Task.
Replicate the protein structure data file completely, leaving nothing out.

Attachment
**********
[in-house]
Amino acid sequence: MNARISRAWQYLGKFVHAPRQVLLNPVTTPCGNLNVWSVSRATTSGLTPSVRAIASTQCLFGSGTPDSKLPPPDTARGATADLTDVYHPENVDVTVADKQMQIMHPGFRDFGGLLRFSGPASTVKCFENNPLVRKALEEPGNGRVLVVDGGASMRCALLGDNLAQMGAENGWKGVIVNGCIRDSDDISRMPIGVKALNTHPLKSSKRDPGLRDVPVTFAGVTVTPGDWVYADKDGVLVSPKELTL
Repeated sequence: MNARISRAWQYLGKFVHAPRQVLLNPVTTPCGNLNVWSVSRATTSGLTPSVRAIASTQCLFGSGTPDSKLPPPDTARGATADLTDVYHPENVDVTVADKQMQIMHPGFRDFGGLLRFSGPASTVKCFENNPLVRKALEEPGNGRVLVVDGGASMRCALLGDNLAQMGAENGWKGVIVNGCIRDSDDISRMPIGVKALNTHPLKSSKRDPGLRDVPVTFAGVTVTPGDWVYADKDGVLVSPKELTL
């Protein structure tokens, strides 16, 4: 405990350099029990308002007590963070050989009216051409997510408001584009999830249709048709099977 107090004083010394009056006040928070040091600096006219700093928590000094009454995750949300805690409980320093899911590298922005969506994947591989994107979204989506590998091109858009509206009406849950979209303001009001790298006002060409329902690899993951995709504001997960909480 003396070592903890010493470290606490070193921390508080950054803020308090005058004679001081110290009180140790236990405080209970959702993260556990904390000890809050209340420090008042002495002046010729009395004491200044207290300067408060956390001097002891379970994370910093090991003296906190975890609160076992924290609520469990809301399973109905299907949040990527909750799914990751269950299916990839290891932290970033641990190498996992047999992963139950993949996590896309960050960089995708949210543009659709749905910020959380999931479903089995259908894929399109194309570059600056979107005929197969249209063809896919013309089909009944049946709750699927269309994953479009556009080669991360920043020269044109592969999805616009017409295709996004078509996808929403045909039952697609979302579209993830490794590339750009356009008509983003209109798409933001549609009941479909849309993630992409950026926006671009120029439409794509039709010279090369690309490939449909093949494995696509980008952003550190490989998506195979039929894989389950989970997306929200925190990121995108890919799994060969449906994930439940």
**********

[in-house]
Amino acid sequence: MNARISRAWQYLGKFVHAPRQVLLNPVTTPCGNLNVWSVSRATTSGLTPSVRAIASTQCLFGSGTPDSKLPPPDTARGATADLTDVYHPENVDVTVADKQMQIMHPGFRDFGGLLRFSGPASTVKCFENNPLVRKALEEPGNGRVLVVDGGASMRCALLGDNLAQMGAENGWKGVIVNGCIRDSDDISRMPIGVKALNTHPLKSSKRDPGLRDVPVTFAGVTVTPGDWVYADKDGVLVSPKELTL
Repeated sequence: MNARISRAWQYLGKFVHAPRQVLLNPVTTPCGNLNVWSVSRATTSGLTPSVRAIASTQCLFGSGTPDSKLPPPDTARGATADLTDVYHPENVDVTVADKQMQIMHPGFRDFGGLLRFSGPASTVKCFENNPLVRKALEEPGNGRVLVVDGGASMRCALLGDNLAQMGAENGWKGVIVNGCIRDSDDISRMPIGVKALNTHPLKSSKRDPGLRDVPVTFAGVTVTPGDWVYADKDGVLVSPKELTL
């Protein structure tokens, strides 16, 4: 405990350099029990308002007590963070050989009216051409997510408001584009999830249709048709099977 107090004083010394009056006040928070040091600096006219700093928590000094009454995750949300805690409980320093899911590298922005969506994947591989994107979204989506590998091109858009509206009406849950979209303001009001790298006002060409329902690899993951995709504001997960909480 003396070592903890010493470290606490070193921390508080950054803020308090005058004679001081110290009180140790236990405080209970959702993260556990904390000890809050209340420090008042002495002046010729009395004491200044207290300067408060956390001097002891379970994370910093090991003296906190975890609160076992924290609520469990809301399973109905299907949040990527909750799914990751269950299916990839290891932290970033641990190498996992047999992963139950993949996590896309960050960089995708949210543009659709749905910020959380999931479903089995259908894929399109194309570059600056979107005929197969249209063809896919013309089909009944049946709750699927269309994953479009556009080669991360920043020269044109592969999805616009017409295709996004078509996808929403045909039952697609979302579209993830490794590339750009356009008509983003209109798409933001549609009941479909849309993630992409950026926006671009120029439409794509039709010279090369690309490939449909093949494995696509980008952003550190490989998506195979039929894989389950989970997306929200925190990121995108890919799994060969449906994930439940």